Ministers from the EU’s Mediterranean countries have given their backing to a temporary deal to strengthen the EU’s asylum agency — the first sign of movement in a migration debate that has been stuck for years.
In a two-page letter, dated June 8 and seen by POLITICO, ministers from Cyprus, Greece, Spain, Italy and Malta — the so-called Med 5 — said they were open to a proposal to strengthen the EU’s asylum agency, the European Asylum Support Office (EASO), and to go beyond the conventional “package approach” in a move that could pave the way for other mini deals.
For a long time, these countries have argued that negotiations on the Commission’s migration initiatives, the last one being the Migration Pact, couldn’t be completed piecemeal but instead as one large package.
The latest move is potentially significant as so far all attempts to reform asylum policies in the EU since the migration crisis of 2015-2016 have failed, leading the issue to be described by some diplomats as “the most toxic in town.”
The letter arrived as ministers were meeting in Luxembourg for their first in-person talks for many months. “It’s very important that we had a political agreement in principle … regarding the EASO regulation,” Eduardo Cabrita, the interior minister of Portugal, which currently holds the rotating Council of the EU presidency, told journalists.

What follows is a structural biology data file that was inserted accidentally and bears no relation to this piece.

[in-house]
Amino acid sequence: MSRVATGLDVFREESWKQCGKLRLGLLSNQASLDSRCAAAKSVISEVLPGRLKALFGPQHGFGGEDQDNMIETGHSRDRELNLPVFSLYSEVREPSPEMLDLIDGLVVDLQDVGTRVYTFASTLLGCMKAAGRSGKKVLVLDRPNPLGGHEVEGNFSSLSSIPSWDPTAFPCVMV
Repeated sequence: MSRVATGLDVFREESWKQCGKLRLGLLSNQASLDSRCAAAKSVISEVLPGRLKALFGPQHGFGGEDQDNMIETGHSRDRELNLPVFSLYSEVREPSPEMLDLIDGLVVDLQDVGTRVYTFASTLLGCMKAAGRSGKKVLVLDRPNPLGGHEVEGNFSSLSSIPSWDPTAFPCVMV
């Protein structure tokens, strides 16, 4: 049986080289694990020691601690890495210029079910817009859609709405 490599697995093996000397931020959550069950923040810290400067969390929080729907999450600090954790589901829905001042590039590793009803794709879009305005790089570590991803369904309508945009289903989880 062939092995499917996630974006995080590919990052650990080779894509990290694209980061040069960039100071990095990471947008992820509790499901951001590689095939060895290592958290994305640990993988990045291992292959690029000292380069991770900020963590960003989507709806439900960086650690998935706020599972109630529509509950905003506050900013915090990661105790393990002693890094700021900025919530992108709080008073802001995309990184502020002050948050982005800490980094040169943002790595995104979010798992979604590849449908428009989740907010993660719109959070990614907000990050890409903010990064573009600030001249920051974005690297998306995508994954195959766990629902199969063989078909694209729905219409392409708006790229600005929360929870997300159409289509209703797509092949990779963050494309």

In the letter, sent to Nina Gregori, the executive director of the EU asylum agency, and copied to the Commission, they stress that as the Med 5 countries face “the brunt of irregular arrivals,” they “are consistently aiming for a ‘package approach.’”
Nonetheless, “we stand ready to decouple the transformation of EASO from this broader debate under specific conditions.”
The transformation they mention would turn EASO into a fully-fledged European agency with greater powers in deciding who is eligible for protection and who should be returned.
The conditions they set for their backing are that three articles in the Commission’s proposal (13, 14 and 22) — which mention, for example, a monitoring mechanism to check on compliance by member states — “do not enter into force at this stage” since they “are inextricably linked to the ongoing debate on the fair share of responsibility and solidarity.” That’s a reference to the key question of to what extent frontline states should take full responsibility for those who come to the bloc and to what extent the others should show solidarity.
The five countries said they would not commit “to additional responsibilities, as long as there is no tangible progress on agreed rules on solidarity, including a permanent and predictable relocation mechanism.”
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